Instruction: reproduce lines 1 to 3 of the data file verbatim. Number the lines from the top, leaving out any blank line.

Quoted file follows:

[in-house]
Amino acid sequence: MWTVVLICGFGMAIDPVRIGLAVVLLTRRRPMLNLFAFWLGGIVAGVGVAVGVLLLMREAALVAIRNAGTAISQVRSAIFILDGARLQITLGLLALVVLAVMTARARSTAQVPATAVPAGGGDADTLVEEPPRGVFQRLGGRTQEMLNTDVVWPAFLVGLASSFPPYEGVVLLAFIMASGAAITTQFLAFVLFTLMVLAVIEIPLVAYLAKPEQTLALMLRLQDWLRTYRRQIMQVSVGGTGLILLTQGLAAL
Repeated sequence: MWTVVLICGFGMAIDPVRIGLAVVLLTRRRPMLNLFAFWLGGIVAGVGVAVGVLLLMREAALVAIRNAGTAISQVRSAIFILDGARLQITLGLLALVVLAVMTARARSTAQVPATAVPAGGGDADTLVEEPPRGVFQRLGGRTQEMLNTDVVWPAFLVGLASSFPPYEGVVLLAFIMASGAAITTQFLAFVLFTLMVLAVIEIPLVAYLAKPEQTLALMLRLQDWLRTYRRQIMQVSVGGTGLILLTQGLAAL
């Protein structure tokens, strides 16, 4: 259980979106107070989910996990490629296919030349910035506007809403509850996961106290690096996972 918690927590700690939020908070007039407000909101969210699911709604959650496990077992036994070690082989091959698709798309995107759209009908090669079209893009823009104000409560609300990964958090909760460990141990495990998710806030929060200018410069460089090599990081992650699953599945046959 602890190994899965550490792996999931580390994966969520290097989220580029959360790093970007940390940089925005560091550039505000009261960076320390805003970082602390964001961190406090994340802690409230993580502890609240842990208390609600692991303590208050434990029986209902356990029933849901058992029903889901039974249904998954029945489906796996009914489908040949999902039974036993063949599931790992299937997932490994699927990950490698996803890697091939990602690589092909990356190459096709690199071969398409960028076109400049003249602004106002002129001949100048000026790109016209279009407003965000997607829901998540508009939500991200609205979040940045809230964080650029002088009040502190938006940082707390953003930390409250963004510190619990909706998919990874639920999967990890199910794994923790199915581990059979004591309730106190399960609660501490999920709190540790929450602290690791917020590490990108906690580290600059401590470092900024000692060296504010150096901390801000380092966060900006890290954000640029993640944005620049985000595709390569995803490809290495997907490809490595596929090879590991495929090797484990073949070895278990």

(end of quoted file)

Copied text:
[in-house]
Amino acid sequence: MWTVVLICGFGMAIDPVRIGLAVVLLTRRRPMLNLFAFWLGGIVAGVGVAVGVLLLMREAALVAIRNAGTAISQVRSAIFILDGARLQITLGLLALVVLAVMTARARSTAQVPATAVPAGGGDADTLVEEPPRGVFQRLGGRTQEMLNTDVVWPAFLVGLASSFPPYEGVVLLAFIMASGAAITTQFLAFVLFTLMVLAVIEIPLVAYLAKPEQTLALMLRLQDWLRTYRRQIMQVSVGGTGLILLTQGLAAL
Repeated sequence: MWTVVLICGFGMAIDPVRIGLAVVLLTRRRPMLNLFAFWLGGIVAGVGVAVGVLLLMREAALVAIRNAGTAISQVRSAIFILDGARLQITLGLLALVVLAVMTARARSTAQVPATAVPAGGGDADTLVEEPPRGVFQRLGGRTQEMLNTDVVWPAFLVGLASSFPPYEGVVLLAFIMASGAAITTQFLAFVLFTLMVLAVIEIPLVAYLAKPEQTLALMLRLQDWLRTYRRQIMQVSVGGTGLILLTQGLAAL